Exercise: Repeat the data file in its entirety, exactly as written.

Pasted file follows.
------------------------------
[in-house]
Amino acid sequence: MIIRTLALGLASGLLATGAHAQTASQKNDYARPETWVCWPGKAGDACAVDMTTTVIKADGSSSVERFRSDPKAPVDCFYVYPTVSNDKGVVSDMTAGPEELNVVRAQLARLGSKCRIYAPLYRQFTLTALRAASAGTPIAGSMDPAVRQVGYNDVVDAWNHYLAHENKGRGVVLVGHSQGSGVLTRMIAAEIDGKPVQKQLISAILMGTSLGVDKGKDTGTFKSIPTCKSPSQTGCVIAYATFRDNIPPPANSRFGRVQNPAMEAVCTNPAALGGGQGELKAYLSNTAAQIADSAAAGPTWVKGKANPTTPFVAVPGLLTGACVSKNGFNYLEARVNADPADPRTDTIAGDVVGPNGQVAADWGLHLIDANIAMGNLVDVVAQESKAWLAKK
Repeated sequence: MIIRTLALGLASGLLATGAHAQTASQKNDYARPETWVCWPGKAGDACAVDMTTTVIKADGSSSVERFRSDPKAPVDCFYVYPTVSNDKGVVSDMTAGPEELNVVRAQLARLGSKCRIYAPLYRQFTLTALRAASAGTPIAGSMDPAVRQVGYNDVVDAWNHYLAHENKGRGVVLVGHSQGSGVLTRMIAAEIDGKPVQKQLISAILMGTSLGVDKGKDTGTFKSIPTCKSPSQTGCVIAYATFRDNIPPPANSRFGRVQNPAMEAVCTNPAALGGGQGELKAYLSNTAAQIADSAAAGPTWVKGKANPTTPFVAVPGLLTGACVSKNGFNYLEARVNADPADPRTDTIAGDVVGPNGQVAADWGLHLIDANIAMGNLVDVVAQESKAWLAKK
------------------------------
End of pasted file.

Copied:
[in-house]
Amino acid sequence: MIIRTLALGLASGLLATGAHAQTASQKNDYARPETWVCWPGKAGDACAVDMTTTVIKADGSSSVERFRSDPKAPVDCFYVYPTVSNDKGVVSDMTAGPEELNVVRAQLARLGSKCRIYAPLYRQFTLTALRAASAGTPIAGSMDPAVRQVGYNDVVDAWNHYLAHENKGRGVVLVGHSQGSGVLTRMIAAEIDGKPVQKQLISAILMGTSLGVDKGKDTGTFKSIPTCKSPSQTGCVIAYATFRDNIPPPANSRFGRVQNPAMEAVCTNPAALGGGQGELKAYLSNTAAQIADSAAAGPTWVKGKANPTTPFVAVPGLLTGACVSKNGFNYLEARVNADPADPRTDTIAGDVVGPNGQVAADWGLHLIDANIAMGNLVDVVAQESKAWLAKK
Repeated sequence: MIIRTLALGLASGLLATGAHAQTASQKNDYARPETWVCWPGKAGDACAVDMTTTVIKADGSSSVERFRSDPKAPVDCFYVYPTVSNDKGVVSDMTAGPEELNVVRAQLARLGSKCRIYAPLYRQFTLTALRAASAGTPIAGSMDPAVRQVGYNDVVDAWNHYLAHENKGRGVVLVGHSQGSGVLTRMIAAEIDGKPVQKQLISAILMGTSLGVDKGKDTGTFKSIPTCKSPSQTGCVIAYATFRDNIPPPANSRFGRVQNPAMEAVCTNPAALGGGQGELKAYLSNTAAQIADSAAAGPTWVKGKANPTTPFVAVPGLLTGACVSKNGFNYLEARVNADPADPRTDTIAGDVVGPNGQVAADWGLHLIDANIAMGNLVDVVAQESKAWLAKK